Q. I raised tomatoes for about 7 years and this year was my best year. The tomatoes that work best for me are Early Girl, Champion and Celebrity. This year I got about 200 tomatoes from these three plants already, they are still coming, and they taste good too. The only thing I did differently this year is put a 1-inch layer of worm castings on top of the soil. Was it the weather or the worm castings that did it or both?
|Worm castings is now a popular addition to raised beds for vegetable production.. Photograph complements of Viragrow, Inc. Las Vegas, Nevada.|
A. This may sound like heresy but there is nothing special about the fruit when using worm castings versus any good compost or quality amendment added to the soil. Some may argue but the tomato plant doesn’t know the difference. The important thing is that soil improvement was done.
But the overriding factor this year was probably the cool spring weather. Granted, you are managing your tomatoes better each year, the spring weather was cool for a long period of time, and you applied a good soil amendment and fertilizer in the form of worm castings.
|I think this is what everyone wants to accomplish when growing tomatoes, a high quality tomato that tastes good. This tomato was grown in Balkh Province, Afghanistan, where temperatures can rival the Las Vegas area. If they can do it, you can do it.|
Repeat what you did next year and see if there is a difference in your production and the taste of your tomatoes. Hopefully, you took some good notes. I am guessing you will see a smaller number of fruit produced if the weather heats up in a hurry and there isn’t a long, cool spring like we had this year. And if you use a good soil amendment, like worm castings or a quality compost, the tomatoes should taste superb again.
|The Zimbabwe "Worm Man" who was selling worm castings that he was producing. Although the plants don't know the difference, there is some scientific research that demonstrates some benefits to plants when using it.|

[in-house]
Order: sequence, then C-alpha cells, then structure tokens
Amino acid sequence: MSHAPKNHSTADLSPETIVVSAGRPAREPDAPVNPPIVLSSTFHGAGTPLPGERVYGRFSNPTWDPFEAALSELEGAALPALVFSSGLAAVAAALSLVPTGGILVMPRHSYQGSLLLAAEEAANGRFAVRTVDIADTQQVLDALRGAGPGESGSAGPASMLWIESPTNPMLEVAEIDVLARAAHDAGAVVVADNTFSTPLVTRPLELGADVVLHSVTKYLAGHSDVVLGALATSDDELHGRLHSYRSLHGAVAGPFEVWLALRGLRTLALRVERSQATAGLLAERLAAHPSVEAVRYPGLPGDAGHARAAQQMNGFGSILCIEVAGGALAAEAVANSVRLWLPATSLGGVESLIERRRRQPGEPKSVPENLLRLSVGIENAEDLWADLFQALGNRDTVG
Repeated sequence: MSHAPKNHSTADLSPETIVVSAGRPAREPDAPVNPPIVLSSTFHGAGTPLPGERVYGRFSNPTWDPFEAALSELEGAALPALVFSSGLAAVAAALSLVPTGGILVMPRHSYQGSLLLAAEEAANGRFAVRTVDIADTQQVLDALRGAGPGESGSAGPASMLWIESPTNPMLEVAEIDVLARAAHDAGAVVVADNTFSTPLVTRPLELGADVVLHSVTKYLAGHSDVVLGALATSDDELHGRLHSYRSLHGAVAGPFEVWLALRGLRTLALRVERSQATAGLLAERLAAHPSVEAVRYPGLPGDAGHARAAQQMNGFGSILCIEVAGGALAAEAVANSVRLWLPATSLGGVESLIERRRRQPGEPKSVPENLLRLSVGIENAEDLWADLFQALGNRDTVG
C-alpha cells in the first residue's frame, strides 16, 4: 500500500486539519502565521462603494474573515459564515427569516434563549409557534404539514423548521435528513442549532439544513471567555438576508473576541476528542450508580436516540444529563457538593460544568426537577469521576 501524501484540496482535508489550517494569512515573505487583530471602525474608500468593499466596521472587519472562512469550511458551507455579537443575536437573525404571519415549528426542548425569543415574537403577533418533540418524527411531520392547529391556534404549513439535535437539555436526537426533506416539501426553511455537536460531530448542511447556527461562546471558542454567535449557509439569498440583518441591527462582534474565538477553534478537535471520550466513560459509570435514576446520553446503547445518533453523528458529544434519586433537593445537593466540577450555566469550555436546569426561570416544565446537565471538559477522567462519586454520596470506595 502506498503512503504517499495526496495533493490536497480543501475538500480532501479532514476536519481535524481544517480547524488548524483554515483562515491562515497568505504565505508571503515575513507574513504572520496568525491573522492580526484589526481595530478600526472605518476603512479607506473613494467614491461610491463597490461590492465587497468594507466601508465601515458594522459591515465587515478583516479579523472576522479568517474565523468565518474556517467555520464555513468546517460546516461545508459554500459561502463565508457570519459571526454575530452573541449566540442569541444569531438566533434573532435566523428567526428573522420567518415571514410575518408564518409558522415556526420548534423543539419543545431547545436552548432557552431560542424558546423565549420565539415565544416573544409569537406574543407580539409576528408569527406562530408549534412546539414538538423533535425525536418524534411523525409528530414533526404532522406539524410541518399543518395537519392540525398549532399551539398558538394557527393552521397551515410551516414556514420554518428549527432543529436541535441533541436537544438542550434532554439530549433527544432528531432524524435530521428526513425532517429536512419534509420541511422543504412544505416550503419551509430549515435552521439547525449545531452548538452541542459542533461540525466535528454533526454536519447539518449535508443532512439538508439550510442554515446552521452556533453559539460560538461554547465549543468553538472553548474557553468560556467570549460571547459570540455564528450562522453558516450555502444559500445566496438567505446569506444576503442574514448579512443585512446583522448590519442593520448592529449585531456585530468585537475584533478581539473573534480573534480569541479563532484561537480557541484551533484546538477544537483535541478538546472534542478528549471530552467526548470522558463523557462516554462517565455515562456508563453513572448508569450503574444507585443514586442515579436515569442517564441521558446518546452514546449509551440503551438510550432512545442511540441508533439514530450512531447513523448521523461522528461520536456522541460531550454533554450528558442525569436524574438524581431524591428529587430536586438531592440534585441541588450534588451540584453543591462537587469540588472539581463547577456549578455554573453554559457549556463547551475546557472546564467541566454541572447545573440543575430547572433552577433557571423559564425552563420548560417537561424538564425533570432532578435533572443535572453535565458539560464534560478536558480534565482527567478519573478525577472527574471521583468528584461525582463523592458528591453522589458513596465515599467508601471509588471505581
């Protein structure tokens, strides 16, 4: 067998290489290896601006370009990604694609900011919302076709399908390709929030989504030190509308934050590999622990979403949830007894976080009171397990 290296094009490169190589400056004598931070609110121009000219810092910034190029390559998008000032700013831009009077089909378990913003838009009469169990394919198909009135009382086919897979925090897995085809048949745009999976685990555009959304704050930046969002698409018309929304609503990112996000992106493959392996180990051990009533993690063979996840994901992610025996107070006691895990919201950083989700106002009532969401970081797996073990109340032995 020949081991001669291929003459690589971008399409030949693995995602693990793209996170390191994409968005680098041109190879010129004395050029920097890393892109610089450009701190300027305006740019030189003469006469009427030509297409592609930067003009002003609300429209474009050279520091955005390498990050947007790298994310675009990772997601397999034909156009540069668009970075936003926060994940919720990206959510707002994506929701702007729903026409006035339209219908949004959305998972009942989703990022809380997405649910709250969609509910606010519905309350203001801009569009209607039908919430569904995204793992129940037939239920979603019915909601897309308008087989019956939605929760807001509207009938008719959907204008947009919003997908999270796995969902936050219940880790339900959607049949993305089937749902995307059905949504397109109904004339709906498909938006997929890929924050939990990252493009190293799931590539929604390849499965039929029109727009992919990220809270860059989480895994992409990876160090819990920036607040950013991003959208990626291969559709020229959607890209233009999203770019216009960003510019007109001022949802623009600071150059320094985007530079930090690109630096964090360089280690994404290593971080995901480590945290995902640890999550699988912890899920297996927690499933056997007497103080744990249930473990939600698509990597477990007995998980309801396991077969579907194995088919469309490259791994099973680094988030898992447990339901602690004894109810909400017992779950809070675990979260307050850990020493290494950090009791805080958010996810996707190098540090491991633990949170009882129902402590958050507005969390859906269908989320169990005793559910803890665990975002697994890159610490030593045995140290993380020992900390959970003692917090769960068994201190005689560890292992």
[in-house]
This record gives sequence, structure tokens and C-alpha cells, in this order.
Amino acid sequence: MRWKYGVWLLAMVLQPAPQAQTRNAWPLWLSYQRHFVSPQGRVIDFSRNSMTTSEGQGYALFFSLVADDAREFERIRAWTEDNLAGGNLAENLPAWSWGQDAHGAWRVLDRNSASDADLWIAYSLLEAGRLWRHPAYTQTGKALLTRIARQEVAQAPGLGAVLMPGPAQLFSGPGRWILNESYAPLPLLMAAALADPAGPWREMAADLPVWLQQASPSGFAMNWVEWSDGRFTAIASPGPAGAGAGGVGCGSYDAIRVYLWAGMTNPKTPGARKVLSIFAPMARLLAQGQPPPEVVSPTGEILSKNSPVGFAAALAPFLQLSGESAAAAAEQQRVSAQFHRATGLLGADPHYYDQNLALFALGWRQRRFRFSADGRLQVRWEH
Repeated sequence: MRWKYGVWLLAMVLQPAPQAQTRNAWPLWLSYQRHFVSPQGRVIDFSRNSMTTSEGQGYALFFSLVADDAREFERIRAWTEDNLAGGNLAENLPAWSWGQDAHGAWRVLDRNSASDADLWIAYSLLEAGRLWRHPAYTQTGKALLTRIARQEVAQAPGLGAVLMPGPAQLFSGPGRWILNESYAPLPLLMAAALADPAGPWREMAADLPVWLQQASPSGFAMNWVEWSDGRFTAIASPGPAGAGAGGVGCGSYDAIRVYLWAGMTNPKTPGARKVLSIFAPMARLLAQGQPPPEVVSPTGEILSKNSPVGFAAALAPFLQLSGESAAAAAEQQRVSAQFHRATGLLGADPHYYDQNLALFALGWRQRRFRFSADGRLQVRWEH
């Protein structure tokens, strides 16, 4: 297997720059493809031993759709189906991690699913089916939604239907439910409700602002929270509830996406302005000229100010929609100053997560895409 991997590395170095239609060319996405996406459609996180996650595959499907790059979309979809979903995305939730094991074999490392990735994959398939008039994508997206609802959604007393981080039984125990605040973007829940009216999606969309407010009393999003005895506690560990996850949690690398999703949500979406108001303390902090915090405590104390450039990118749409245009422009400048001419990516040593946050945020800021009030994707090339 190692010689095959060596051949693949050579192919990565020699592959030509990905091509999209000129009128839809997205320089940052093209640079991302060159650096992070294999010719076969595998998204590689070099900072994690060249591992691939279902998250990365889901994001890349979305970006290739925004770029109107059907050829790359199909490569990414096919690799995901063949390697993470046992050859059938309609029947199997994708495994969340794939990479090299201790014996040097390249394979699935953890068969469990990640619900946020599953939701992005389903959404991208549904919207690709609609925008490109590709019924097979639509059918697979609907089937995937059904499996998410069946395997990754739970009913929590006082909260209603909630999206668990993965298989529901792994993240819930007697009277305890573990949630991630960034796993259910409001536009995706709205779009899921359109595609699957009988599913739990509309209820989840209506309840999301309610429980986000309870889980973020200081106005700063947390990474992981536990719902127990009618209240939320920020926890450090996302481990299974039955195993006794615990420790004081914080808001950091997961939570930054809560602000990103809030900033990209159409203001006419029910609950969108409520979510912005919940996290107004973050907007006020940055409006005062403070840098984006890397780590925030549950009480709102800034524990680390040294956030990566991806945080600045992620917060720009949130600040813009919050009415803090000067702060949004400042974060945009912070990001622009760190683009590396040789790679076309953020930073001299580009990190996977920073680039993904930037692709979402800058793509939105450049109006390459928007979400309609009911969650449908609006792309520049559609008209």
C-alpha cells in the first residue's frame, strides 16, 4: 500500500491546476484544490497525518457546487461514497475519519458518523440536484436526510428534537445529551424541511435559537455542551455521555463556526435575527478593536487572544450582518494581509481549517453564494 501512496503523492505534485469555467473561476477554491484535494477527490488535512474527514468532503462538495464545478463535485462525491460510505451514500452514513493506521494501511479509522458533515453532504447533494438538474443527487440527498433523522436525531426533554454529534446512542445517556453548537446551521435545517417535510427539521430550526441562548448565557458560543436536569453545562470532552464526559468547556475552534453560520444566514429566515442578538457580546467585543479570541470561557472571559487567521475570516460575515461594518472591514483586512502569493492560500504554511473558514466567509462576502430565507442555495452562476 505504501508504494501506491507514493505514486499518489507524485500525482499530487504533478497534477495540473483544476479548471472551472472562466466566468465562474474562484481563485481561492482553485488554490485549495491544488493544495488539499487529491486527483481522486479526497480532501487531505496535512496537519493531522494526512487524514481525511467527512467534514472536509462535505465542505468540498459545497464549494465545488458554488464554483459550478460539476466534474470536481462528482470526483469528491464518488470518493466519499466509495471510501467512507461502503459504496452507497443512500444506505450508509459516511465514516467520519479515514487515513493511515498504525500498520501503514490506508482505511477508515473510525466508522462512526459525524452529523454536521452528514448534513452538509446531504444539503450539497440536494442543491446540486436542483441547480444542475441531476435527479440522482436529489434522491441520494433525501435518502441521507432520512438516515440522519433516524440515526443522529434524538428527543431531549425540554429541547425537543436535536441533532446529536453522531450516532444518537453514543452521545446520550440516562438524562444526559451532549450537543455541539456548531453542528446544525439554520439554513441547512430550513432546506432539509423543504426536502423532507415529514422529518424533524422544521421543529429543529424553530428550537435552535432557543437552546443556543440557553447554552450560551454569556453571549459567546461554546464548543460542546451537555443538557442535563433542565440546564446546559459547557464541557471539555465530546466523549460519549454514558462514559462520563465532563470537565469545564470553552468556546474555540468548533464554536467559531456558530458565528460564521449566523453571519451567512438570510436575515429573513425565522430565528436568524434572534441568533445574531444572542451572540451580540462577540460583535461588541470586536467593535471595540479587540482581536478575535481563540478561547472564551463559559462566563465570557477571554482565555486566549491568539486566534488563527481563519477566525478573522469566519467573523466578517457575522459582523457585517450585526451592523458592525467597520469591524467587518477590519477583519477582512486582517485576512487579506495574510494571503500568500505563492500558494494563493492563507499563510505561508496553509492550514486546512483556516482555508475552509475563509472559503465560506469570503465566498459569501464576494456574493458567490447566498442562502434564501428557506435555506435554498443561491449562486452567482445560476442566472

Tomatoes stop setting fruit when air temperatures stay consistently above 95F. The tomatoes that set earlier continue to grow and mature when it stays hot. That isn’t the problem, It’s the production of fruit that stops at high air temperatures. That’s when the entire plant stops making more fruit.
If the air temperature drops below 95F for a couple of days, new flowers will again set fruit. They stop setting again once the air temperature returns above 95F. With air temperatures that fluctuate to the low nineties and then rise to the high nineties, tomato fruit production may be erratic.
|Fertilize tomatoes with a start up fertilizer at the beginning and don't fertilize again until you start to see small fruits develop from the flowers.|
Some other varieties of tomatoes to try include cherry tomatoes like Sweet 100, Sun Gold and grape tomatoes as well as the yellow pear tomatoes. These plants are reliable, quickly produce fruit from flowers and can fill some gaps when temperatures fluctuate a lot.
Also, choose tomatoes that are determinate in form rather than indeterminate. These tomatoes tend to produce larger numbers of fruit early in the season and don’t sprawl all over the garden.
Include varieties like Better Boy or Big Boy and a Roma type like San Marzano for a “meatier” tomato. Move tomato plants to the other end of a raised bed rather than plant them in the same spot year after year. This helps reduce disease problems.
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